On the first Christmas after the war, Dad sent a box camera to me as a gift. After that, nothing. 

 For 38 years, I wondered if he cared about me. Why wasn't he in my life? Why didn't he contact me? Why had he never visited me? 

 Finally, I wrote my feelings on a page. I was furious. He abandoned me. He didn't care. I put positives and negatives on the page. I let er rip with complaining. 

 My Father lived in Chicago, Illinois, and we lived in San Diego, California. I had often said that if I was ever in Chicago, I would look him up. Within a couple of months after writing that complaining page—I didn't see this coming—my husband was sent from San Diego to Chicago to show an instrument at an Optics show. I decided to go along, and I did find my father, and we remained in touch until the end.

 That taught me that, hey, "This stuff works."

 What "stuff?"

 The writing exercise I used to clear out the mind junk. After I wrote it, I put my ranting aside and almost forgot about it. 

 You know how the cycling mind works. It just keeps repeating its problems, concerns, and irritations. It's easy to repeat oneself when thinking or speaking, and it's easy for the mind to do its endless cycling. However, it is NOT EASY to write the same story repeatedly.

 So, complain, whine, and write out your fears. Don't worry about positive thinking; this is for your eyes only, and your heart needs to express it. "I'm worried about paying my bills; I need to pay the rent; I hate Tom for standing me up. He's a bastard and a pain in the ass. My mom spent her life depressed, and my daddy was a drunk. I had a lousy childhood."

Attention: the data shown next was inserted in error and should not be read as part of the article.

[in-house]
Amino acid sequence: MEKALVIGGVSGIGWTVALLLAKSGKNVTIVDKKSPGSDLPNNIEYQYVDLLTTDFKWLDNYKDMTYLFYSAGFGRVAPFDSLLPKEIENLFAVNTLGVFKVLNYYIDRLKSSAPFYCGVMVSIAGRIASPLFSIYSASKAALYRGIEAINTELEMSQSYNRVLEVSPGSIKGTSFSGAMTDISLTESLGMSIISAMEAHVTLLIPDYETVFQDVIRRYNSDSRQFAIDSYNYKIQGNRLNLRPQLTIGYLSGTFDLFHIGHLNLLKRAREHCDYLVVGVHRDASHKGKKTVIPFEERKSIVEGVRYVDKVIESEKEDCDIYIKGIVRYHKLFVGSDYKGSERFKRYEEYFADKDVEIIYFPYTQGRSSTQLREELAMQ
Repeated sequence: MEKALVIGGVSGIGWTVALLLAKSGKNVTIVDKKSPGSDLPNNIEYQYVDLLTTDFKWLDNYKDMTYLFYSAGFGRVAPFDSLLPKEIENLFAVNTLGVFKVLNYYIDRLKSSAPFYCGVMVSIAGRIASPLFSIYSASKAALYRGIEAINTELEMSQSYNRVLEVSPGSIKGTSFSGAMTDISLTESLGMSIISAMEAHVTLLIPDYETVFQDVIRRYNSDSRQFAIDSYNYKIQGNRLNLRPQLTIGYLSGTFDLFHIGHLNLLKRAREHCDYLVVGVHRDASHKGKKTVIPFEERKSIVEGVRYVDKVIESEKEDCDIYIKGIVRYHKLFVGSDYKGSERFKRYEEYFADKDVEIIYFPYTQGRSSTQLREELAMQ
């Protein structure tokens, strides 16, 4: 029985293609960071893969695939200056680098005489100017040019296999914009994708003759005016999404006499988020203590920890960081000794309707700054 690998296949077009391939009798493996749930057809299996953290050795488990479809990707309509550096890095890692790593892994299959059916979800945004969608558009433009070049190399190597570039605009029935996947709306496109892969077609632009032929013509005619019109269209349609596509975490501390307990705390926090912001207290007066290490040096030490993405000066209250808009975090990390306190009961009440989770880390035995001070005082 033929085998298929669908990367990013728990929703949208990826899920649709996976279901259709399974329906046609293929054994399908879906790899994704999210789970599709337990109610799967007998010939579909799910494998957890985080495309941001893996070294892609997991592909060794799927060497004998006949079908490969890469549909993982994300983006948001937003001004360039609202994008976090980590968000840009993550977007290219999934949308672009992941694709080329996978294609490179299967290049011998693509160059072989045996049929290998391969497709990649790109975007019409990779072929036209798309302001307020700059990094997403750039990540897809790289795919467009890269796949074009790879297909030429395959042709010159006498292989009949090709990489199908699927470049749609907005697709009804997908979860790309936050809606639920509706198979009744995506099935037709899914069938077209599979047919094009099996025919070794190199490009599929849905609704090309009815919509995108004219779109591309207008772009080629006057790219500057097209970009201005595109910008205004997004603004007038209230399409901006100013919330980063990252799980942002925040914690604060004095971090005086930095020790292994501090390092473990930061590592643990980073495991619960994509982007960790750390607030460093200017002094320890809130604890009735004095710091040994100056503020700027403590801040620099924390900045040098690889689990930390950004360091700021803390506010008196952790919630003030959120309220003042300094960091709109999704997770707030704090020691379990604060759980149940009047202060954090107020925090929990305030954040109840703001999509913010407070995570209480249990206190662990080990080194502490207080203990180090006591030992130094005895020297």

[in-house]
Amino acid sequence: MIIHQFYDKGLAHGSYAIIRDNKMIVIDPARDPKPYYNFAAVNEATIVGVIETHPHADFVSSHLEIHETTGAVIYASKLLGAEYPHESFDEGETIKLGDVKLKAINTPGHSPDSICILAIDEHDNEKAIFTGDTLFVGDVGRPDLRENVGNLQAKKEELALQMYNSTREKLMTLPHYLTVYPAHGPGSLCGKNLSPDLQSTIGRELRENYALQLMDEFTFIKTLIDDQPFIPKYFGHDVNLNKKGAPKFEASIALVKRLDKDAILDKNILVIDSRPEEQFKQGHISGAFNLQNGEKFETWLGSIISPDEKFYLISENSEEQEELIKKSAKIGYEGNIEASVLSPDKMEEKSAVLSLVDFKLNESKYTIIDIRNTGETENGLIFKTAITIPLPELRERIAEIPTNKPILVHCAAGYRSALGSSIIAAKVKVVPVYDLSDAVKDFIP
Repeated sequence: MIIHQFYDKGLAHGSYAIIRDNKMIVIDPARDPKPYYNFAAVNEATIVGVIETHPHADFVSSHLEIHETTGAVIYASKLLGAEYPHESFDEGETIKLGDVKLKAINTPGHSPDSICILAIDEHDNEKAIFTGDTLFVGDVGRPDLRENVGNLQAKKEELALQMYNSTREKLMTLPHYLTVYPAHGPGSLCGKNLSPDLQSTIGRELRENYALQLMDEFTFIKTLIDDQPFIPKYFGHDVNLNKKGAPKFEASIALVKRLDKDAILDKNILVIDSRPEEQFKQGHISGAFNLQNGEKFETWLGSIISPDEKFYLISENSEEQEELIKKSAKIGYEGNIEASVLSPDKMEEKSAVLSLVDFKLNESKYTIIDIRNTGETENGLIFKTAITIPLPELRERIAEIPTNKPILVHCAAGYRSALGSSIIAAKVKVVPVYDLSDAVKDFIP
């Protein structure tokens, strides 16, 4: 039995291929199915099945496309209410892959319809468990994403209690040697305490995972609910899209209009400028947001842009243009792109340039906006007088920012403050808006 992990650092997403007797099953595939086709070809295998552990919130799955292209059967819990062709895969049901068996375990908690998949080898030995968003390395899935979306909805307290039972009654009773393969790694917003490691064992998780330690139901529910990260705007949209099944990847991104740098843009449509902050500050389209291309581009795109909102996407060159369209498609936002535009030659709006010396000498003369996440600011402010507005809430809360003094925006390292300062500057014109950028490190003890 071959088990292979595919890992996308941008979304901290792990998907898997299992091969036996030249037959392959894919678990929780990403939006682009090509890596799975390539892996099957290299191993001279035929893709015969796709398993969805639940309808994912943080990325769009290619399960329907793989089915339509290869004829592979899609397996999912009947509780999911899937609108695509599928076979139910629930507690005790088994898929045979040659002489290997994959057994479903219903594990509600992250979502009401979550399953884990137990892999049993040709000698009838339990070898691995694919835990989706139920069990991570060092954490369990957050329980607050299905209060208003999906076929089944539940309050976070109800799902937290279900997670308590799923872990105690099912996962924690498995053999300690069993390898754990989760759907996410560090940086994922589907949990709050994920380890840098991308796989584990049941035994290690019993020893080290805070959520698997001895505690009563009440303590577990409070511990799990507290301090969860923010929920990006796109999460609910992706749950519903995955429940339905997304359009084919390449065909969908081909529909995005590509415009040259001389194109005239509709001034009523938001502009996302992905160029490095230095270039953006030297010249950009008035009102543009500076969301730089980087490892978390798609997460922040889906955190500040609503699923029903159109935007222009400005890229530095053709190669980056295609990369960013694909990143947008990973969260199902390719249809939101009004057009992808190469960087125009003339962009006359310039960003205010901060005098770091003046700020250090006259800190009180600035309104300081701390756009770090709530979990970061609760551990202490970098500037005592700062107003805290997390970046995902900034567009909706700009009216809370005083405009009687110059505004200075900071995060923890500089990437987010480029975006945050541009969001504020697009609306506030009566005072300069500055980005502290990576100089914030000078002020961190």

Write it, then put a period at the end of that last sentence. 

 Other people, teachers, and mentors can be facilitators and guides along our journey. Don't discount them. Neither discount the self-help avenues you venture into, for no matter what book you read, course you take, seminar, or workshop you attend, you will invariably find something of value in it. Be reasonable, though, question, and be a discerning person. Use input as motivation, not as gospel. 

 Here is one of my favorite quotes:

 "They say that motivation doesn't last. Neither does bathing, that's why we do it daily."—Zig Zigler.


 Before meeting my father, I carried with me remembrances of him. I remembered his "Can House," a workshop he built in our backyard. The cans weren't little soup cans. They were drums with a gallon or two capacities he had carried home from the shoe factory where he worked. He filled them with cement, so if anyone wanted to remove that house, he might have to blow it up.

We lived in Mt. Vernon, Illinois, with my grandmother—my mother, my father, my little dog Tiny, and me. Besides liking to draw, my dad was an amateur taxidermist; thus, he needed a workshop. Luckily, I didn't have to build my office out of cans.

 I only saw stuffed squirrels and birds in his workshop, and Mom wasn't happy to see animal parts in the refrigerator. 

The only time I know of that my dad captured a live animal was when he tried to chloroform a little owl. I don't know how he got it. He put the owl in a coffee can with a cotton ball filled with chloroform and closed the lid. A few minutes later, he opened the lid. The owl poked his head out, looking a little hung over. My father tried again with a fresh cotton ball and closed the lid.